Mine workers are starting to feel the effects of the global financial crisis. The Lepanto Consolidated Mining Company has begun implementing a work rotation scheme. Worse, workers could not avail of loans because the company did not remit to the proper agencies the contributions paid by the workers.
BY LYN V. RAMO
Posted by Bulatlat
MANKAYAN, Benguet (263 kms. north of Manila) – Mine workers here are starting to feel the effects of the global financial crisis. The Lepanto Consolidated Mining Company has begun implementing a work rotation scheme.
All departments are being subjected to the new work program, which cuts down workers’ working days from 26 to ten, Manuel B. Binhaon Jr. President of the Lepanto Employees Union (LEU) told delegates to the Fourth General Assembly of Mankayan, Quirino, Tadian, Cervantes Dangayan a Gunglo (Maquitacdg) in Barangay Bulalacao, here on November 30.
The mine department would have a ten-day work schedule; surface workers are to work for 15 days, while those in the mill are allowed to work for 20 days.
“If the rest day and holiday fall within the 15-day work period, a worker has only 13 days to work,” Tony Sulang, union treasurer disclosed.
Binhaon said the reduced work scheme started in November and is expected to be in force until July.
For Sulang and other union officers, the no-work days give them enough time to look into union affairs. They see the new work scheme as a union-busting technique employed by the company to rid itself of genuine trade unionism.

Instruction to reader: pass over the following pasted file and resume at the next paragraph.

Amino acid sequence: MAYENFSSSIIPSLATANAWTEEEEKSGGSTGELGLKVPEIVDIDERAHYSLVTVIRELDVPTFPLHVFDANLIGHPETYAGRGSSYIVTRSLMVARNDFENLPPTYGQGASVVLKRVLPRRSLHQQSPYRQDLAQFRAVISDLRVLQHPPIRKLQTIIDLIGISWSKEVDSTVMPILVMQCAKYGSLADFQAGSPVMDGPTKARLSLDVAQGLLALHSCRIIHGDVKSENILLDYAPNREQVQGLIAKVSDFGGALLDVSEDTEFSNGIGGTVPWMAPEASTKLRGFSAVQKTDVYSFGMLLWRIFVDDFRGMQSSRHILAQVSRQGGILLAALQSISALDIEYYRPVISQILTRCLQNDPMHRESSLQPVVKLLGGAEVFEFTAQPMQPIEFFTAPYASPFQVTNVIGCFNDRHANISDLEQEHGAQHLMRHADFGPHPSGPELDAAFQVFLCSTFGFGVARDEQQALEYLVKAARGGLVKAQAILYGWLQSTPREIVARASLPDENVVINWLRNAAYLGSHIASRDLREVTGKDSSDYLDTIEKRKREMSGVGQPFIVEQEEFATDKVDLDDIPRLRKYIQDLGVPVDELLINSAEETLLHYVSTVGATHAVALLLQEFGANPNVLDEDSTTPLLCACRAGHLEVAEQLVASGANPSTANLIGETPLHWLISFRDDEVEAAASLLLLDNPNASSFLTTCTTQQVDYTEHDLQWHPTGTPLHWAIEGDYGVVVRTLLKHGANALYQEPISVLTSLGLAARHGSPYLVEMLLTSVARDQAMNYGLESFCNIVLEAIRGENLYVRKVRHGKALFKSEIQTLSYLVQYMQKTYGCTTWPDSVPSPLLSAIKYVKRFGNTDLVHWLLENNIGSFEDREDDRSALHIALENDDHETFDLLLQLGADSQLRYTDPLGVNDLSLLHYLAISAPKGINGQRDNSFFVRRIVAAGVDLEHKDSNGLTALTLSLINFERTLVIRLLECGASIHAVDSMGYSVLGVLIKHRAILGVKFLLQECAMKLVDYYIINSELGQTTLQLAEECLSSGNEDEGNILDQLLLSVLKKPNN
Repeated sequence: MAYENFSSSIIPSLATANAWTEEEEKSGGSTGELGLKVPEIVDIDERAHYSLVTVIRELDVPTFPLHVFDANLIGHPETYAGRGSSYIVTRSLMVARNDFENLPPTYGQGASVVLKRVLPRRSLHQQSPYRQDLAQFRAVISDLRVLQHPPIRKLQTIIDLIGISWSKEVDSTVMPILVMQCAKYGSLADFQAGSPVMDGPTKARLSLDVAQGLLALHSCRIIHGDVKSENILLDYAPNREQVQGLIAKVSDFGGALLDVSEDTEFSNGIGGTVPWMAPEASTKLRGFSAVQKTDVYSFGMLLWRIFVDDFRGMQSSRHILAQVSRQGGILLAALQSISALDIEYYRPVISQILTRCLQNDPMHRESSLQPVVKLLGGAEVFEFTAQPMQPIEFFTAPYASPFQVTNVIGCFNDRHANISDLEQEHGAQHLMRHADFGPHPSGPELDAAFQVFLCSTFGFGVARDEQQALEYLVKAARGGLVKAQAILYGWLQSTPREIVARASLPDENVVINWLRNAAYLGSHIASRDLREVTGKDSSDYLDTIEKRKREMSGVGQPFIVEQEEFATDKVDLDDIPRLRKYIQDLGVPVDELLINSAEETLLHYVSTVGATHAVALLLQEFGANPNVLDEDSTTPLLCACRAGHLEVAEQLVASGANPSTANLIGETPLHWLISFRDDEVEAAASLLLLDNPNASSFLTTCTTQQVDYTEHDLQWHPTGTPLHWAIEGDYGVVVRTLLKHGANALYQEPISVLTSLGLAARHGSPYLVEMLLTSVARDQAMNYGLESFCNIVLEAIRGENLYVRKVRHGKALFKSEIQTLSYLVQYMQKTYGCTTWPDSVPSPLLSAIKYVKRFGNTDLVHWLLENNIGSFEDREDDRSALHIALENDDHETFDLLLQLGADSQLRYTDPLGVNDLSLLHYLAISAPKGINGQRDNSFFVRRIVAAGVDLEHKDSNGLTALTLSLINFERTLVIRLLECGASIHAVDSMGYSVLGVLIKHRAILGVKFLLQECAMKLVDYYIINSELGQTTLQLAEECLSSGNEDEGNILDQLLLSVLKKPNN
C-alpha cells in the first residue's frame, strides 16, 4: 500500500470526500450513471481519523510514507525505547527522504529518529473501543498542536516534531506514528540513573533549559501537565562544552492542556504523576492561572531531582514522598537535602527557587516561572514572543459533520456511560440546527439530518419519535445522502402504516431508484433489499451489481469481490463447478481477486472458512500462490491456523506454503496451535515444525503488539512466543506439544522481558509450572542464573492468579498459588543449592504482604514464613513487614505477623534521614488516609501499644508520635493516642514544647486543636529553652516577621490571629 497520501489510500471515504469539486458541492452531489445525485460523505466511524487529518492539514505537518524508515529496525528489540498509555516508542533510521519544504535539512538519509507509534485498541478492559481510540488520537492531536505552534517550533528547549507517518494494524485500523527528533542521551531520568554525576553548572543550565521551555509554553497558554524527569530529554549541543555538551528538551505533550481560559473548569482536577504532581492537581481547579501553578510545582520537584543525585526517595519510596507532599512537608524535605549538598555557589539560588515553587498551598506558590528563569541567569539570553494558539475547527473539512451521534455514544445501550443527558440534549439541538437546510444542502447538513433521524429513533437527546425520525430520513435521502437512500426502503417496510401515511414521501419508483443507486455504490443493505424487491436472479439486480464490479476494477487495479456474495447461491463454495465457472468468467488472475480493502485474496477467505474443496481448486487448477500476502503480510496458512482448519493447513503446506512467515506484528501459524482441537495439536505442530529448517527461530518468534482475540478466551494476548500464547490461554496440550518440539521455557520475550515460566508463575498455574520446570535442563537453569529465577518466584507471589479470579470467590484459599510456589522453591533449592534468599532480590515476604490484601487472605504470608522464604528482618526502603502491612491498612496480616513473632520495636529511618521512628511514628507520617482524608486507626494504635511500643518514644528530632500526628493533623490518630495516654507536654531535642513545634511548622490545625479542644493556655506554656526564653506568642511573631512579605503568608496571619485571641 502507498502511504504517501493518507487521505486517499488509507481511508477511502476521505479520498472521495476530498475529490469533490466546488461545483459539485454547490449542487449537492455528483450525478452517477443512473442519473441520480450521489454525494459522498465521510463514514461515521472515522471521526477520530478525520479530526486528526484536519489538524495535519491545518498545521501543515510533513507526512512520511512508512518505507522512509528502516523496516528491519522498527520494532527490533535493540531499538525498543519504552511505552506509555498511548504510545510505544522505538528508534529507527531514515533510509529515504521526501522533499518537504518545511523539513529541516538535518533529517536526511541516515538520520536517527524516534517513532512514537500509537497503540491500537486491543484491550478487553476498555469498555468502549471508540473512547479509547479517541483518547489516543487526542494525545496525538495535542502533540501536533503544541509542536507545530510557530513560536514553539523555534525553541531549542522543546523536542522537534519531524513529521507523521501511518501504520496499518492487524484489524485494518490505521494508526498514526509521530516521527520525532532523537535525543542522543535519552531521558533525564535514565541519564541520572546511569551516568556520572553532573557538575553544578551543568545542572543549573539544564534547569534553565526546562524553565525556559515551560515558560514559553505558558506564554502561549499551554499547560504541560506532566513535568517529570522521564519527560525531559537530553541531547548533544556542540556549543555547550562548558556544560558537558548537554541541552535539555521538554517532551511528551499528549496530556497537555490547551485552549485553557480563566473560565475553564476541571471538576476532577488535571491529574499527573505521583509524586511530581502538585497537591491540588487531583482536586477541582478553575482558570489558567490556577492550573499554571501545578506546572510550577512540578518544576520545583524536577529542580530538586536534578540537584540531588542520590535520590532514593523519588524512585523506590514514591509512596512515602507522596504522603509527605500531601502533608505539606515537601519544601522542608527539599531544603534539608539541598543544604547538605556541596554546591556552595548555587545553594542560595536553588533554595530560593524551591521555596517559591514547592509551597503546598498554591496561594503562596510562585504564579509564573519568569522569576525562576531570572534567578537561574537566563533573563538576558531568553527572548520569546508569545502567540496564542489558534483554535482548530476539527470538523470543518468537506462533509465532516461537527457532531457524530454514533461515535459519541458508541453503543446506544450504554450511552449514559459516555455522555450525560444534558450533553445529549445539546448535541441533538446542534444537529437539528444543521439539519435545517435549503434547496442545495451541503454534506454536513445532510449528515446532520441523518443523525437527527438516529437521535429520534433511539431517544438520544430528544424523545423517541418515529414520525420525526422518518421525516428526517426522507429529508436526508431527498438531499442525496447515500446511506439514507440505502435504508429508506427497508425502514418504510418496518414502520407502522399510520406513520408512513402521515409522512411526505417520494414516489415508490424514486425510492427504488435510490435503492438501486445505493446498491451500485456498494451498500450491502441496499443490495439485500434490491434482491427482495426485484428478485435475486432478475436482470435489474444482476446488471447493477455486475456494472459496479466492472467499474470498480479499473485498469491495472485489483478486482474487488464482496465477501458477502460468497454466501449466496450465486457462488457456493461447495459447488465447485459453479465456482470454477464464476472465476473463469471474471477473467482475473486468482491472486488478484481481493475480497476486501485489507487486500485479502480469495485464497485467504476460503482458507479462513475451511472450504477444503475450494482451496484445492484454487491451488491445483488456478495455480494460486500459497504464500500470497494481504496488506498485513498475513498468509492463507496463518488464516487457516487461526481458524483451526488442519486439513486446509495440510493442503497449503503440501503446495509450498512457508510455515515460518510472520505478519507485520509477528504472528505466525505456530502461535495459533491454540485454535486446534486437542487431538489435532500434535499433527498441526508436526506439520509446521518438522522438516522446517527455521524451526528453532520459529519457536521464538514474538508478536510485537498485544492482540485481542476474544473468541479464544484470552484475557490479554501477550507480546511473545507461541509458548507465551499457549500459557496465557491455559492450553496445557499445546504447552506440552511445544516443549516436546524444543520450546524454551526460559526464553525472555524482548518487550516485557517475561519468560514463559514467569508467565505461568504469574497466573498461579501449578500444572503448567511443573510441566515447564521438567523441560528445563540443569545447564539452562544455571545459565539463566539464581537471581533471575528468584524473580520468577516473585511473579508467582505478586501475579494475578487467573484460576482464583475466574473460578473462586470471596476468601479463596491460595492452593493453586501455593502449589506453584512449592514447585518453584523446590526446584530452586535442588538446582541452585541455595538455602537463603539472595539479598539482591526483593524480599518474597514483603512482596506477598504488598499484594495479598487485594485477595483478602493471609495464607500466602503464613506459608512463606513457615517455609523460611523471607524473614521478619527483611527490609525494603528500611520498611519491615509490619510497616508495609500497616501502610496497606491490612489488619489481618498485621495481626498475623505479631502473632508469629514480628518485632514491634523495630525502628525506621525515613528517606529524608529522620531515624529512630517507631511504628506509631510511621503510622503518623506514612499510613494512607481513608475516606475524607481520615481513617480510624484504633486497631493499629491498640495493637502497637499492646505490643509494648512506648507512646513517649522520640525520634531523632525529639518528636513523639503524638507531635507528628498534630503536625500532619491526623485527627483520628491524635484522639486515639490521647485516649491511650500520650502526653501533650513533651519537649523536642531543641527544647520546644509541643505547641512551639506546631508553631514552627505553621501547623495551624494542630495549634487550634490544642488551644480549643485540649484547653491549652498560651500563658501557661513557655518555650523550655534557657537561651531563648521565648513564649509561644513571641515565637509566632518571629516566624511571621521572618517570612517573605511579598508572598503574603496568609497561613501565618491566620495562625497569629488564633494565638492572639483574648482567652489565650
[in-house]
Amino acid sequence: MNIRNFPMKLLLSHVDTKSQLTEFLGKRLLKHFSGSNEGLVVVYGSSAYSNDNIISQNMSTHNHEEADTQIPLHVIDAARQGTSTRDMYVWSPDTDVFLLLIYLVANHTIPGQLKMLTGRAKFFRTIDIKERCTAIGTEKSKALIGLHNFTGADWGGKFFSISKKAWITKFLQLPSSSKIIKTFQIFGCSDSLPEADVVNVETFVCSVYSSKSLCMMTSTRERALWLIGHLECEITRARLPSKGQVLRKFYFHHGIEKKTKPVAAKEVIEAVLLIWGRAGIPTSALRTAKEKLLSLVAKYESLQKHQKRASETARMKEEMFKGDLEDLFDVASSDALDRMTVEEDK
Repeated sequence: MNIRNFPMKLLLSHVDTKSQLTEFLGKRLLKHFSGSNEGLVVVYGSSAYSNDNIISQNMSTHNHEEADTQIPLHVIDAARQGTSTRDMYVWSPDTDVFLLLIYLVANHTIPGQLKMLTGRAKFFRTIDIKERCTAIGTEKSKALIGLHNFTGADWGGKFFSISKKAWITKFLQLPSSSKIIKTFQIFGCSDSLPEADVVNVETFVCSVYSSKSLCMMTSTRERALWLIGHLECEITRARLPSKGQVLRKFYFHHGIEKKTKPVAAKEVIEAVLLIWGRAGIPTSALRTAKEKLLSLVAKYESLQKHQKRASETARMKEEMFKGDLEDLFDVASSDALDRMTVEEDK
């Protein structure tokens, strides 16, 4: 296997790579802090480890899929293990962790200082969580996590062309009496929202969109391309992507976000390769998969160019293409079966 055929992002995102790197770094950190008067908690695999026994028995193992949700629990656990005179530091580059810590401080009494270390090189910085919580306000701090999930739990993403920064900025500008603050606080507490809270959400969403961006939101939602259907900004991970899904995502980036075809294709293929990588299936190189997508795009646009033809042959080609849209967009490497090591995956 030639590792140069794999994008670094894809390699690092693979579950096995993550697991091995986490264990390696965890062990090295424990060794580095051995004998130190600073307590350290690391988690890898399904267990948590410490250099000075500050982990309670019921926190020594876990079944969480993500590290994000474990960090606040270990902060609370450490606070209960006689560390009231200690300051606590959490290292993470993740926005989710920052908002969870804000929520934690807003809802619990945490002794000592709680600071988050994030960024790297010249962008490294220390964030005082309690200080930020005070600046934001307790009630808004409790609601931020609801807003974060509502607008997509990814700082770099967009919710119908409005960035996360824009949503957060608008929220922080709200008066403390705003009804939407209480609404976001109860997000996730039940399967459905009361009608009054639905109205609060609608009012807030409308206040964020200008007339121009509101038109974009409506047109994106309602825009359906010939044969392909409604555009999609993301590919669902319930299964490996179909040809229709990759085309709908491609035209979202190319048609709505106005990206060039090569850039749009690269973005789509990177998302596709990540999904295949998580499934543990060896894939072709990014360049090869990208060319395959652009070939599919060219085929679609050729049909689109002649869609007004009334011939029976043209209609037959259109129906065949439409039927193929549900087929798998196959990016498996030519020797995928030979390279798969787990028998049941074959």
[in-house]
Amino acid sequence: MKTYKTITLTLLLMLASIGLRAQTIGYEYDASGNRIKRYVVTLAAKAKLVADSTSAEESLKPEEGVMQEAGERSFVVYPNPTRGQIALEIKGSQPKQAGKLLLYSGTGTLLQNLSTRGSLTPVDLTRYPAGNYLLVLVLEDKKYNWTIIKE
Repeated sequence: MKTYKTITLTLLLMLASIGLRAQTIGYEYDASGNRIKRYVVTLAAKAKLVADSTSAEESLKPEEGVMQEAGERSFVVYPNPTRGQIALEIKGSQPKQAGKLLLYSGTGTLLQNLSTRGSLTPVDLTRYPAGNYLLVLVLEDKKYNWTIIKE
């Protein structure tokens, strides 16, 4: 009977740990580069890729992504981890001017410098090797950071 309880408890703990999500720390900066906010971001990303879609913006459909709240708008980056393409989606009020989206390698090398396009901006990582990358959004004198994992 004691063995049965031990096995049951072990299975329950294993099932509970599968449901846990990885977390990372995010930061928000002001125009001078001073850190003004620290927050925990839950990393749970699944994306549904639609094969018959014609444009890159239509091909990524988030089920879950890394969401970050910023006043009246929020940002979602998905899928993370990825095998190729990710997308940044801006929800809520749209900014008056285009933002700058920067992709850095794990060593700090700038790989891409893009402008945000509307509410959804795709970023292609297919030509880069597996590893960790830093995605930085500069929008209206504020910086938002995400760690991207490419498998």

Ordinary mine workers, however, find the time out from the mines to look for odd jobs elsewhere, especially in lowland rice farms to augment their reduced income.
“Once they get more stable and better-paying jobs, workers do not return to work until they are considered absent without leave and eventually terminated,” Sulang said.
Binhaon observed that many college students from Mankayan did not enroll this semester because of the lack of income of workers and their families.
Besides the new scheme, Lepanto workers get their pay in two to three installments, usually receiving only P1,000 or $20.29 (based on peso-dollar exchange rate of $1: P49.289) to P1,500 or $30.43 on the first installment. They could not avail of Social Security Systems (SSS) loans because Lepanto has not remitted some P60 million ($1,217,310) in SSS premiums collected from the workers since 2000.
They could not avail of rice loans either, because similarly, the company has not remitted P2 million ($40,577) in rice loan payments it has collected from workers.
“Uray coop, awan ti mautang,” (We could not avail of cooperative loans), due to the company’s failure to remit cooperative payments totaling some P8 million ($162,308). according to Binhaon.
The union is presently gathering evidence regarding the non-remittance of the contributions paid by the workers by the company for the immediate filing of charges.
Meanwhile, in another interview, lawyer Sixto Rodriguez, assistant regional director of the Department of Labor and Employment (DoLE) said it is the management’s prerogative to implement the work rotation scheme. He said, however, that it has to be approved by the labor department before it could be imposed.
“It should not be used to terminate or force workers to resign,” Rodriguez said. Northern Dispatch/Posted by Bulatlat.com